Green Tea Could Help Patients With Bone-Marrow Disorders: Study
- A compound found in green tea may have lifesaving potential for patients
- The patients are susceptible to a fatal condition- light chain amyloidosis
- In presence of green tea, the chains have a different internal structures
Washington: A compound found in green tea may have lifesaving potential for patients with multiple myeloma and amyloidosis, who face often-fatal medical complications associated with bone-marrow disorders, a new study claims. According to researchers at Washington University in the US and colleagues, the compound epigallocatechine-3-gallate (EGCG), a polyphenol found in green tea leaves, may be of particular benefit to patients struggling with multiple myeloma and amyloidosis.
These patients are susceptible to a frequently fatal condition called light chain amyloidosis, in which parts of the body’s own antibodies become misshapen and can accumulate in various organs, including the heart and kidneys.
The idea here is twofold: We wanted to better understand how light chain amyloidosis works, and how the green tea compound affects this specific protein, said Jan Bieschke, assistant professor at Washington University.
The team first isolated individual light chains from nine patients with bone marrow disorders that caused multiple myeloma or amyloidosis, then ran lab experiments to determine how the green tea compound affected the light chain protein.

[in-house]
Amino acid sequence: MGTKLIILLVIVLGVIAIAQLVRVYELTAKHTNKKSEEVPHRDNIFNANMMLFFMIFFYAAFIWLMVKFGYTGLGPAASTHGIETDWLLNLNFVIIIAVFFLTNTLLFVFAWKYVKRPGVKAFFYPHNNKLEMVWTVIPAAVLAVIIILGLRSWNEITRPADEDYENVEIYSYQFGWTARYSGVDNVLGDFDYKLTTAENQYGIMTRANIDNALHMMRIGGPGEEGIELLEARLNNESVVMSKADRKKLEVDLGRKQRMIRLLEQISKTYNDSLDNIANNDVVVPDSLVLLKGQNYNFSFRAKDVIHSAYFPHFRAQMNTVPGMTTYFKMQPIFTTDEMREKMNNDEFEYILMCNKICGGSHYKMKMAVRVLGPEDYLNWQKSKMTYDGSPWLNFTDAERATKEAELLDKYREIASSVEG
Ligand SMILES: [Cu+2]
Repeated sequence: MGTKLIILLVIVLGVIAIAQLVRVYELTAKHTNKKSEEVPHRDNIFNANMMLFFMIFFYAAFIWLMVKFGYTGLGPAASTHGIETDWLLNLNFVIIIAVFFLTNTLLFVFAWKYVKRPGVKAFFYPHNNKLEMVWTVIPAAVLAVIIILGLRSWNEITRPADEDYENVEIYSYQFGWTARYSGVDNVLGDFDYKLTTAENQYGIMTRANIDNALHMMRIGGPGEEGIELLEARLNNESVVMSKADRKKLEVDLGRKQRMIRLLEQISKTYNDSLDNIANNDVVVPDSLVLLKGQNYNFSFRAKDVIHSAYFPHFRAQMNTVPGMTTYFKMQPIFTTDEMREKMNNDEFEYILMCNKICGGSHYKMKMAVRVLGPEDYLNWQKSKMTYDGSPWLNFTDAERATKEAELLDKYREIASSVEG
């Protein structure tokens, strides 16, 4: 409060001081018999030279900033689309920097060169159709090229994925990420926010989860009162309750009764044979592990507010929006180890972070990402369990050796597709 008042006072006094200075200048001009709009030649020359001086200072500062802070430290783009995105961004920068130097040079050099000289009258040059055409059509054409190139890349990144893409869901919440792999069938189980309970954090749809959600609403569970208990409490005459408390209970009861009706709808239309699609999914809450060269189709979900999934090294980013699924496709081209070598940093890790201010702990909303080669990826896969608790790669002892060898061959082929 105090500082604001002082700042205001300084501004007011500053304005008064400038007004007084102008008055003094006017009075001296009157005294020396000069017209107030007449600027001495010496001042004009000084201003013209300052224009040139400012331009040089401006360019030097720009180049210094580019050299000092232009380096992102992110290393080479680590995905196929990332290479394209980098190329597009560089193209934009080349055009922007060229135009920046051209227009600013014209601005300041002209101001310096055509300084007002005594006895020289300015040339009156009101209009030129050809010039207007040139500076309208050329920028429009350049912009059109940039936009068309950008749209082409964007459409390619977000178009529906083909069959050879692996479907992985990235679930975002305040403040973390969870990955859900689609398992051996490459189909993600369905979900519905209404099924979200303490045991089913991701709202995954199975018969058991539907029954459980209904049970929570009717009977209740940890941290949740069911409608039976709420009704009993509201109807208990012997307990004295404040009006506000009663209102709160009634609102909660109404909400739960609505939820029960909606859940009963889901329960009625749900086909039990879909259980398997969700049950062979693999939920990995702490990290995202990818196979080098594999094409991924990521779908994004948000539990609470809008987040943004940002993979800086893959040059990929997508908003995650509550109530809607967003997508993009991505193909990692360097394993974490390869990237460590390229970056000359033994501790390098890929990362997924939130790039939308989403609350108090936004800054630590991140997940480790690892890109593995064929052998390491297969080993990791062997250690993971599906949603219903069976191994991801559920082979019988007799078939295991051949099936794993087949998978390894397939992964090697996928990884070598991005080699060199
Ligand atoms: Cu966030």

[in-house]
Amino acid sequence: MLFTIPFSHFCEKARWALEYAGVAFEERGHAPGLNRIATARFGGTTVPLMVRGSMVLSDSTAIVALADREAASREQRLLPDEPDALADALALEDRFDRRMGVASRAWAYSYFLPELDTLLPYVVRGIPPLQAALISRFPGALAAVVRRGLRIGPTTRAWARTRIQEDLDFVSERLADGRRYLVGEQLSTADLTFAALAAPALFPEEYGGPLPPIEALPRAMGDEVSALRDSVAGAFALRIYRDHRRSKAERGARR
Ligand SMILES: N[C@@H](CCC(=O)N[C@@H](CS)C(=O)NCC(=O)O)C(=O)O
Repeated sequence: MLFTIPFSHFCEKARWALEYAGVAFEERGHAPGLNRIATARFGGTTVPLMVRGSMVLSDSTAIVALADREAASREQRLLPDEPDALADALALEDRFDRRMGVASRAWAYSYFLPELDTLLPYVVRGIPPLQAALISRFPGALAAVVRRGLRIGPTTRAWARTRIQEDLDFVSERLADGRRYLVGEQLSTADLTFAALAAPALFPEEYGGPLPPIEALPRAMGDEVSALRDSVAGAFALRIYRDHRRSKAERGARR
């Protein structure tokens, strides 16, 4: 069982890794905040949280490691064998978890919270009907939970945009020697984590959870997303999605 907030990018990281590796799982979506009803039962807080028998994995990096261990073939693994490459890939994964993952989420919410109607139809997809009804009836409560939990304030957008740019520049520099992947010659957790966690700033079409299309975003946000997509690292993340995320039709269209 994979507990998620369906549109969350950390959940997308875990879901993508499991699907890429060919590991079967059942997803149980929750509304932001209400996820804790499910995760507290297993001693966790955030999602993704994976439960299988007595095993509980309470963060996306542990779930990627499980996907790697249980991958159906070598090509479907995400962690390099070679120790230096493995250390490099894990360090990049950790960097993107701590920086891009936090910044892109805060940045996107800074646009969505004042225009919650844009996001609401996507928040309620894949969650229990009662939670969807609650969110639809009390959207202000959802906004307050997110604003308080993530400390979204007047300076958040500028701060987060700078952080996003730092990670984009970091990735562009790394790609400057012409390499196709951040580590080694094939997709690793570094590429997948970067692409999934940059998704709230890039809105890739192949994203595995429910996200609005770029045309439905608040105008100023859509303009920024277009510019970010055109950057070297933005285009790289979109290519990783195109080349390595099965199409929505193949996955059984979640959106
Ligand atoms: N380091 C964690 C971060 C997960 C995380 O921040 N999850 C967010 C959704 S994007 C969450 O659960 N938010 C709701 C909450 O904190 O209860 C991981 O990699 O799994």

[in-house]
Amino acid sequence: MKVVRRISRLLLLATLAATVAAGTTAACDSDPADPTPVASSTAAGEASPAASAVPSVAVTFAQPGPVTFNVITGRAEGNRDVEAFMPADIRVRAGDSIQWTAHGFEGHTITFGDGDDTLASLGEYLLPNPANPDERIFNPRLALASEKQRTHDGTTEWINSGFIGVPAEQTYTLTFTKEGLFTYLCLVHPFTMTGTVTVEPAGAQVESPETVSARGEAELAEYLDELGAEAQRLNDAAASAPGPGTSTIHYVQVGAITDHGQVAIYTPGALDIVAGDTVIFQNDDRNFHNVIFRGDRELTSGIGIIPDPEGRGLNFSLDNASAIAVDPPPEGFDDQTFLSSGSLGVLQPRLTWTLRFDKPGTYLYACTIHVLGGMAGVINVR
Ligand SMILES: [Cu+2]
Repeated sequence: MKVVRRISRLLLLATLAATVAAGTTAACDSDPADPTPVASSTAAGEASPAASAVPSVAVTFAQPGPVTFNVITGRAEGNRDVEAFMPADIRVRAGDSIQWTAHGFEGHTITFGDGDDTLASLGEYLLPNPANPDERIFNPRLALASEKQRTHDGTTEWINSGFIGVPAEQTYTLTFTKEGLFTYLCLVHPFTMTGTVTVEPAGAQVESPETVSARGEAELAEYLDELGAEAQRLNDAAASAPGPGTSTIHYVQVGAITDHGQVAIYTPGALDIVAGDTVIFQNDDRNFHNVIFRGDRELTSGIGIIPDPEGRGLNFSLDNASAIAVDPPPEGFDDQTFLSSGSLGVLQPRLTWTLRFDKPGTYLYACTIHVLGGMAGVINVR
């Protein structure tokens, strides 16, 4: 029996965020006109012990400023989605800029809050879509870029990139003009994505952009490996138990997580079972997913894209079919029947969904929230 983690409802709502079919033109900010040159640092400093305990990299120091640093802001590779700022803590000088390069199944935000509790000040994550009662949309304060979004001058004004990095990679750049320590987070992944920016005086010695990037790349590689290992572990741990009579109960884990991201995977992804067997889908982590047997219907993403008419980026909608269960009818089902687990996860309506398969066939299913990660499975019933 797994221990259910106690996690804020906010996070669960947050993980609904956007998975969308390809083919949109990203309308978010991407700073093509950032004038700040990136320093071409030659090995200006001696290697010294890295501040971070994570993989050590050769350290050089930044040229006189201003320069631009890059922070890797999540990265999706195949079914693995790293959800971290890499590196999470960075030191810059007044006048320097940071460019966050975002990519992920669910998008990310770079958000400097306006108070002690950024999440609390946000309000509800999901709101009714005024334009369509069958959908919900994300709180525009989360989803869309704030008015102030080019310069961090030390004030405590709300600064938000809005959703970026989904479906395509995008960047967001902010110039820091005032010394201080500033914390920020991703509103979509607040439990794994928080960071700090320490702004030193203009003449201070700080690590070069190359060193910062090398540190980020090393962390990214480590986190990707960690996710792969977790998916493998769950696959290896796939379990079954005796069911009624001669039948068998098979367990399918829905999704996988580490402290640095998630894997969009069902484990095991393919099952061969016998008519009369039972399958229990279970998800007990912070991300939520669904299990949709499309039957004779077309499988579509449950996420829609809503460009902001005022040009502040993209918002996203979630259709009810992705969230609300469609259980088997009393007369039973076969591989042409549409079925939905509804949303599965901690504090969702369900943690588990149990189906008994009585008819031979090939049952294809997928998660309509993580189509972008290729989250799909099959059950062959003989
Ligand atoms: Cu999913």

Bieschke previously examined EGCG’s effect in both Parkinson’s and Alzheimer’s disease, and found it prevented dangerous buildups of protein present in both diseases.
In the new study the team found that in bone marrow patients, the EGCG transformed light chain amyloid, preventing the misshapen form from replicating and accumulating dangerously.
In the presence of green tea, the chains have a different internal structure, Bieschke said.
The ECGC pulled the light chain into a different type of aggregate that was not toxic and did not form fibril structures, as happens to organs affected by amyloidosis, he said.
My group is looking at the mechanism of the protein in a test tube; we are studying how it works on a foundational level. At the same time, clinical trials at the Amyloidosis Center in Heidelberg, with Alzheimer’s in Berlin and with Parkinson’s in China examine the process in people. We all want this compound to work in a patient, said Bieschke.
The research was published in the Journal of Biological Chemistry.